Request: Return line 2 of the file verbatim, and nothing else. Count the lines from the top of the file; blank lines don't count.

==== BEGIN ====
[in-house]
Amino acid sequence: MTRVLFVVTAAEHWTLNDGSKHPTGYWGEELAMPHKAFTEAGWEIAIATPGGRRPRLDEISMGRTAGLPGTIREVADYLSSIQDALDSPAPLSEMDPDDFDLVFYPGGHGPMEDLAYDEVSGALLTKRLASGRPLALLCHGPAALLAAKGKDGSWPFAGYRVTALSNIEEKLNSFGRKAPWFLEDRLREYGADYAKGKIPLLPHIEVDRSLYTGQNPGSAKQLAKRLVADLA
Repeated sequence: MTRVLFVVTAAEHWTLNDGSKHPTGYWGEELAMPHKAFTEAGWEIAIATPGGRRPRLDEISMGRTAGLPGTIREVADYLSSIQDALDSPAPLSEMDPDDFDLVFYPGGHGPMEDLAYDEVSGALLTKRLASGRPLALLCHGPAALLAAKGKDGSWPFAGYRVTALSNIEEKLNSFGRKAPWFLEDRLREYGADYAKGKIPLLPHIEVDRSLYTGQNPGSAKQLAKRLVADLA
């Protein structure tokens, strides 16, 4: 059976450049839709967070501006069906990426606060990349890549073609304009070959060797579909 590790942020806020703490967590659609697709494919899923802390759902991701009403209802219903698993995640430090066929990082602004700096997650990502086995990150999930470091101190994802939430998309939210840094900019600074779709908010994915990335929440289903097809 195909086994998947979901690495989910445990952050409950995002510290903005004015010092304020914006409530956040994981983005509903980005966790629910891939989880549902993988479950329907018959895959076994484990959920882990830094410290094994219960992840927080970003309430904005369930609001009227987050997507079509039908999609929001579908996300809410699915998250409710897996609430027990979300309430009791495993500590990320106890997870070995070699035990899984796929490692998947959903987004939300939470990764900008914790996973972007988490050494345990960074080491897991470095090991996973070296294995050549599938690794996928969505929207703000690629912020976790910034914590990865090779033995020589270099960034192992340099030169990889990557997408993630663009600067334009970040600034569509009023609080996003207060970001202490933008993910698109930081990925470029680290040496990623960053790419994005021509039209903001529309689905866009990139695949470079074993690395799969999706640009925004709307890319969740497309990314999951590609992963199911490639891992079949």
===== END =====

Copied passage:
Amino acid sequence: MTRVLFVVTAAEHWTLNDGSKHPTGYWGEELAMPHKAFTEAGWEIAIATPGGRRPRLDEISMGRTAGLPGTIREVADYLSSIQDALDSPAPLSEMDPDDFDLVFYPGGHGPMEDLAYDEVSGALLTKRLASGRPLALLCHGPAALLAAKGKDGSWPFAGYRVTALSNIEEKLNSFGRKAPWFLEDRLREYGADYAKGKIPLLPHIEVDRSLYTGQNPGSAKQLAKRLVADLA